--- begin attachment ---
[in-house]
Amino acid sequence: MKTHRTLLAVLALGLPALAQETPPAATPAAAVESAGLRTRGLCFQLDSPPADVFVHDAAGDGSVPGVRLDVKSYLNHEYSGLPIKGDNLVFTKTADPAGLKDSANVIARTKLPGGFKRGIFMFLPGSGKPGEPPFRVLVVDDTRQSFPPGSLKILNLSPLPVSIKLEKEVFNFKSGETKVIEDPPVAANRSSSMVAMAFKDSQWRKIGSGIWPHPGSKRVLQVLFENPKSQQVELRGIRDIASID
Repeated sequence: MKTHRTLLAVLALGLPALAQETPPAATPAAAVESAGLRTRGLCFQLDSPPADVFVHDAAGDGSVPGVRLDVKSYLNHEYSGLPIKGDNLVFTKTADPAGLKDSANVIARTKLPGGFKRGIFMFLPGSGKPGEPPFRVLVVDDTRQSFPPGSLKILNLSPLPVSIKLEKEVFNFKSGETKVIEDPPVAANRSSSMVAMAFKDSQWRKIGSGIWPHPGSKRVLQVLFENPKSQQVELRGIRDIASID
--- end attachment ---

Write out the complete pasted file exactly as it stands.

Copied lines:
[in-house]
Amino acid sequence: MKTHRTLLAVLALGLPALAQETPPAATPAAAVESAGLRTRGLCFQLDSPPADVFVHDAAGDGSVPGVRLDVKSYLNHEYSGLPIKGDNLVFTKTADPAGLKDSANVIARTKLPGGFKRGIFMFLPGSGKPGEPPFRVLVVDDTRQSFPPGSLKILNLSPLPVSIKLEKEVFNFKSGETKVIEDPPVAANRSSSMVAMAFKDSQWRKIGSGIWPHPGSKRVLQVLFENPKSQQVELRGIRDIASID
Repeated sequence: MKTHRTLLAVLALGLPALAQETPPAATPAAAVESAGLRTRGLCFQLDSPPADVFVHDAAGDGSVPGVRLDVKSYLNHEYSGLPIKGDNLVFTKTADPAGLKDSANVIARTKLPGGFKRGIFMFLPGSGKPGEPPFRVLVVDDTRQSFPPGSLKILNLSPLPVSIKLEKEVFNFKSGETKVIEDPPVAANRSSSMVAMAFKDSQWRKIGSGIWPHPGSKRVLQVLFENPKSQQVELRGIRDIASID